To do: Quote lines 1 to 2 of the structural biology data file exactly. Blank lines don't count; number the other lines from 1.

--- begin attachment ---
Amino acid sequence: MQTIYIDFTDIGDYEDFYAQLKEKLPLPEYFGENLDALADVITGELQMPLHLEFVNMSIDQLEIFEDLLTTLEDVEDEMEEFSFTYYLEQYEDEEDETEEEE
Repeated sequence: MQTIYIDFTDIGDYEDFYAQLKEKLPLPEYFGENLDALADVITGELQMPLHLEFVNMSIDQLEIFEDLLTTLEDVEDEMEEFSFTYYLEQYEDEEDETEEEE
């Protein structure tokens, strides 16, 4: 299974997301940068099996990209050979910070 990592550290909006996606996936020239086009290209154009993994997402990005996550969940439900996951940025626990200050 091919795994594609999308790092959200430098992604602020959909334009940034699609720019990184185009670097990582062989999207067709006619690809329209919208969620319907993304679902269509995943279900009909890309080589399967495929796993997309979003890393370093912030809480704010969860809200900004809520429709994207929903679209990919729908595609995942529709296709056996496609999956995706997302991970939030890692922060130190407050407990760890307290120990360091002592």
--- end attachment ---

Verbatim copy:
Amino acid sequence: MQTIYIDFTDIGDYEDFYAQLKEKLPLPEYFGENLDALADVITGELQMPLHLEFVNMSIDQLEIFEDLLTTLEDVEDEMEEFSFTYYLEQYEDEEDETEEEE
Repeated sequence: MQTIYIDFTDIGDYEDFYAQLKEKLPLPEYFGENLDALADVITGELQMPLHLEFVNMSIDQLEIFEDLLTTLEDVEDEMEEFSFTYYLEQYEDEEDETEEEE